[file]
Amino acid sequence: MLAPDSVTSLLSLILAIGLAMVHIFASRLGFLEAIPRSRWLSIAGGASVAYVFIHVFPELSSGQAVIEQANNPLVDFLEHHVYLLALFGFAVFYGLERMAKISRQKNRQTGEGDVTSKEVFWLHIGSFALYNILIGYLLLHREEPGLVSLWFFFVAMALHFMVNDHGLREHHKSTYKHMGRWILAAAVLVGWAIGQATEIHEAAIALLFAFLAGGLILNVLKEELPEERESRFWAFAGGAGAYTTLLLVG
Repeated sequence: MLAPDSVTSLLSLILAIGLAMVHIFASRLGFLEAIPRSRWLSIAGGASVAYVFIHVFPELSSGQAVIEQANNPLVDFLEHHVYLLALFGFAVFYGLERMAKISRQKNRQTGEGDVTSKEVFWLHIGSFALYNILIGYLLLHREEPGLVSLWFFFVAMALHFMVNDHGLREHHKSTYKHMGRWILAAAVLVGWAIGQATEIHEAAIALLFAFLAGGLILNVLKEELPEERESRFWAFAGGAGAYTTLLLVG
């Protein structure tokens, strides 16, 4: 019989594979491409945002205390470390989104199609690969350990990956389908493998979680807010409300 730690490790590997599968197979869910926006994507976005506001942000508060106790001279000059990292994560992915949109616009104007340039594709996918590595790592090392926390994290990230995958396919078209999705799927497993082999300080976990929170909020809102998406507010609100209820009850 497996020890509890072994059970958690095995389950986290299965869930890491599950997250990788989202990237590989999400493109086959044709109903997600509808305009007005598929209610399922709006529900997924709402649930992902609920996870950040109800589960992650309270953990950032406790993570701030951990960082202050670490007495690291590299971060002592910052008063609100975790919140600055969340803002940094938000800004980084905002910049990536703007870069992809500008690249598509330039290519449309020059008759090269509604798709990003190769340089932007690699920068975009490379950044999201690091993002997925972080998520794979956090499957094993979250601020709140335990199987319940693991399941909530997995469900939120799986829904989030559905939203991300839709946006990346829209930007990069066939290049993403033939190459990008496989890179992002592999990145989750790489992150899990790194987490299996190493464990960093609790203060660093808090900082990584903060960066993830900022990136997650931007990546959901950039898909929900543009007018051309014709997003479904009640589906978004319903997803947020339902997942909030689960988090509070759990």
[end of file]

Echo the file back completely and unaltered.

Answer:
Amino acid sequence: MLAPDSVTSLLSLILAIGLAMVHIFASRLGFLEAIPRSRWLSIAGGASVAYVFIHVFPELSSGQAVIEQANNPLVDFLEHHVYLLALFGFAVFYGLERMAKISRQKNRQTGEGDVTSKEVFWLHIGSFALYNILIGYLLLHREEPGLVSLWFFFVAMALHFMVNDHGLREHHKSTYKHMGRWILAAAVLVGWAIGQATEIHEAAIALLFAFLAGGLILNVLKEELPEERESRFWAFAGGAGAYTTLLLVG
Repeated sequence: MLAPDSVTSLLSLILAIGLAMVHIFASRLGFLEAIPRSRWLSIAGGASVAYVFIHVFPELSSGQAVIEQANNPLVDFLEHHVYLLALFGFAVFYGLERMAKISRQKNRQTGEGDVTSKEVFWLHIGSFALYNILIGYLLLHREEPGLVSLWFFFVAMALHFMVNDHGLREHHKSTYKHMGRWILAAAVLVGWAIGQATEIHEAAIALLFAFLAGGLILNVLKEELPEERESRFWAFAGGAGAYTTLLLVG
């Protein structure tokens, strides 16, 4: 019989594979491409945002205390470390989104199609690969350990990956389908493998979680807010409300 730690490790590997599968197979869910926006994507976005506001942000508060106790001279000059990292994560992915949109616009104007340039594709996918590595790592090392926390994290990230995958396919078209999705799927497993082999300080976990929170909020809102998406507010609100209820009850 497996020890509890072994059970958690095995389950986290299965869930890491599950997250990788989202990237590989999400493109086959044709109903997600509808305009007005598929209610399922709006529900997924709402649930992902609920996870950040109800589960992650309270953990950032406790993570701030951990960082202050670490007495690291590299971060002592910052008063609100975790919140600055969340803002940094938000800004980084905002910049990536703007870069992809500008690249598509330039290519449309020059008759090269509604798709990003190769340089932007690699920068975009490379950044999201690091993002997925972080998520794979956090499957094993979250601020709140335990199987319940693991399941909530997995469900939120799986829904989030559905939203991300839709946006990346829209930007990069066939290049993403033939190459990008496989890179992002592999990145989750790489992150899990790194987490299996190493464990960093609790203060660093808090900082990584903060960066993830900022990136997650931007990546959901950039898909929900543009007018051309014709997003479904009640589906978004319903997803947020339902997942909030689960988090509070759990």